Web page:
Don’s story

“You can’t have me yet mate, I’m not coming!”

“Before I was diagnosed with heart failure, I’d been in and out of hospital three times. No one could figure out what was wrong with me and the doctors were very vague. I’d gone from being an active 87-year-old, volunteering in my spare time, to being stuck in hospital. It was hard to get my head around what was happening.

All I knew was that I just felt so dreadfully ill. I remember thinking to myself, what have I got to live for now? I’d lost my wife of 49 years, Doreen, in 2004 and it had really shaken me when about four years later, my daughter Karen was also diagnosed with cancer and lived for just a few months. Then, four years ago, my son Richard who lived in Canada sadly passed away from cancer too.

Now that I had also had my health taken away from me, I couldn’t see a future. I was thinking, for god’s sake, just let me go. If it wasn’t for my caring friend, Jean, who used to a be a counsellor and a nurse, I’m not sure I would have been able to pull myself out of those dark days.

After lots of tests, I was told I had heart failure and referred to St Barnabas House where I was invited to visit their Day Hospice for a day a week.

Isn’t a hospice just for cancer patients?

I was confused as I thought that St Barnabas was just for cancer patients in the last few weeks of their life. I didn’t realise that it was for people with lots of different illnesses and I didn’t know that you could visit for a day and then go home.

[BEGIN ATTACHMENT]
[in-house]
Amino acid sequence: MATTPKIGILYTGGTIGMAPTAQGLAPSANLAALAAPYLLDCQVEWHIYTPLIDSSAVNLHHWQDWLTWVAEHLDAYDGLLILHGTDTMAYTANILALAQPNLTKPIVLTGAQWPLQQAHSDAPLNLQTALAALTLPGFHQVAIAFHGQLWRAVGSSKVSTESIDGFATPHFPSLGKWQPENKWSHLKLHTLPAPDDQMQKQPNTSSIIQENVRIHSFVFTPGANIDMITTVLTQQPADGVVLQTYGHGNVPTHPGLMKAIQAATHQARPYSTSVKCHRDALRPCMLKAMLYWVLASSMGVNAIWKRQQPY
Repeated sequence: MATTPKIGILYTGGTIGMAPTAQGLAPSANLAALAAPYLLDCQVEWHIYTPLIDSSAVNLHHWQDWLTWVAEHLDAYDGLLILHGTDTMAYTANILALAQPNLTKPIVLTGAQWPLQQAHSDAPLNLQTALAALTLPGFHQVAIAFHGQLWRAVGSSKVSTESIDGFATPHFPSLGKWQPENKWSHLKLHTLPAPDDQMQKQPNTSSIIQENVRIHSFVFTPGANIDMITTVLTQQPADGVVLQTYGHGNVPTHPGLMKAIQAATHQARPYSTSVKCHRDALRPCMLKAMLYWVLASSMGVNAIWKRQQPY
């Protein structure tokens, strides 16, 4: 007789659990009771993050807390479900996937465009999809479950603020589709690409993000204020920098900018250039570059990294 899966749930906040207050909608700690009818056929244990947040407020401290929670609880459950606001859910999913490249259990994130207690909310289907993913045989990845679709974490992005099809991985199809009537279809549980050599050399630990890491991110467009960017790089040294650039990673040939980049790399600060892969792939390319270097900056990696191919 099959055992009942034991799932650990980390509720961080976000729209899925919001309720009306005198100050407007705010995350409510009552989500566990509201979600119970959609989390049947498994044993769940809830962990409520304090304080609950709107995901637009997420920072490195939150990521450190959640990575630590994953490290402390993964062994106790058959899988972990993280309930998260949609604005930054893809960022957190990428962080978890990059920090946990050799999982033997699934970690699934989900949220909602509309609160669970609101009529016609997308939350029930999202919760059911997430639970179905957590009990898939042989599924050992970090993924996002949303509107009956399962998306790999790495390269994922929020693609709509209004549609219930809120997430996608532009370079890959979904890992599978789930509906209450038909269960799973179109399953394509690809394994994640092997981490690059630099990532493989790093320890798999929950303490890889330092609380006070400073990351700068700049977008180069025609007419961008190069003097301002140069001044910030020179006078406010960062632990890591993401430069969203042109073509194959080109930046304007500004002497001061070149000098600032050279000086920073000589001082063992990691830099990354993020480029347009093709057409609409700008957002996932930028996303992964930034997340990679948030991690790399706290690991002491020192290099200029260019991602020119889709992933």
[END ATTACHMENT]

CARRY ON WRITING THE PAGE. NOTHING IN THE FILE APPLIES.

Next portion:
It was my two wonderful grandsons, Richard and Tim, who persuaded me to give it a go. They said, why not try it out Grandad, you can go there for a few weeks and see if you like it.

It’s totally different to what I thought it would be. As soon as I walked through the door for the first time, I could feel the happiness. Even though people are unwell, I could hear laughter and joking. There was such a lovely atmosphere.

I thought a hospice was just a row of beds with people on their way out, but it was a lovely surprise to find nice wide open spaces, full of light and comfy furniture.

A sense of community

I’ve lived on my own for most of the time since 2004 and I get by alright, but it’s nice to get out the house and be around other people. Ever since I joined the Royal Air Force at 18, I’ve really valued companionship and at St Barnabas House there’s a sense of community which I love. Everyone makes time to chat to me and ask how I’m feeling.

The time whizzes by. There’s a lot of joking about, activities, good food (plenty of it!) and I can even have a massage which really helps my back.

I particularly look forward to our trips out with the gang for a nice cup of tea and a chat. We’ve been to Shoreham Airport, Haskins Garden Centre and Highdown Vineyard.

Since I have been coming to the Living Well Centre it has been the best thing that has happened to me. The nurses and volunteers are just so brilliant. They really care and nothing is too much trouble for them. You won’t find a nicer lot, or better people.

I also have a volunteer St Barnabas Community Companion visit me once a week at home for a few hours which helps break the week up. We sit and natter and she tells me all about what she’s been up to and I try to keep her entertained with stories of the mad things I used to get up to.


Family stories - Don

The whole experience has turned around my perspective on life. Thanks to St Barnabas, my life is worth living again.

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A nurse in the St Barnabas foyer smiling into the camera

More stories from around the hospice

Don also participates in the St B’s Schools Project alongside other fellow patients. Read about how he and Ollie, a 10 year schoolboy, met at the hospice and became pen pals.